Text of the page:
Online media giant Sina has announced its withdrawal from the US capital market and its full conversion into a financial holding company amidst worsening relations between China and America.
Sina chair Cao Guowei (曹国伟) said on 23 March that the company had withdrawn from the Nasdaq Stock Market and become “Sina Group Share Controlled Co., Ltd. (新浪集团控股有限公司), a private company jointly controlled by Cao and the company’s senior executives.
As of the close of trading on 23 March Sina’s stock price was USD$43.26, for a market capitalisation of USD$2.6 billion.
Cao said that the withdrawal of Sina was for the purpose of changing an “irrational capital structure” which saw Sina and its social media platform Sina Weibo both operate as listed companies.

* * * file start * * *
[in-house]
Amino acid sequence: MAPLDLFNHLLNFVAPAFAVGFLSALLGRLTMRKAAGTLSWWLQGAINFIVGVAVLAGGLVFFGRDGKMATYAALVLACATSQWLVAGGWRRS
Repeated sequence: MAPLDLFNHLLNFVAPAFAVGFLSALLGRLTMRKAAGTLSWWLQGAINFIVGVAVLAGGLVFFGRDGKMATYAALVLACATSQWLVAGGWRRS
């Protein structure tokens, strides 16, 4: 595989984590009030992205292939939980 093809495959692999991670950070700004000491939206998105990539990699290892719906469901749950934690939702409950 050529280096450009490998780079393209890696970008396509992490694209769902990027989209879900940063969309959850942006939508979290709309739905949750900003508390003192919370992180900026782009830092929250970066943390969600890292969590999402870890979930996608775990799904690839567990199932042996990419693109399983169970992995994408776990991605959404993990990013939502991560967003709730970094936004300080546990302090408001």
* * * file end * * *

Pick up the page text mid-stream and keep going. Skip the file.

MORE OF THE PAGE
Cao also said that Sina hoped to pursue more diversified development in future, and that the withdrawal would enable it to operate with greater flexibility.
Sina first listed on Nasdaq in 2000, becoming the first Chinese stock to do so via the variable interest entity (VIE) structure.
Analysts say the move could mark the start of a new wave of Chinese companies listed abroad opting to now “return home, amidst improvements to China’s own capital markets as well as worsening Sino-US tensions.
The move from Sina also comes during a push by Chinese authorities for increased adoption of the financial holding group form in order to expedite regulation and risk prevention.
In September 2020 China issued new regulations on financial holding companies, while the Chinese central bank indicated in December that they would be “the way of the future.”
In February of this year Chinese fintech giant Ant Group unveiled plans for its full conversion into a financial holding company while under heavy pressure from regulators that previously resulted in the shelving of its Hong Kong and Shanghai IPO.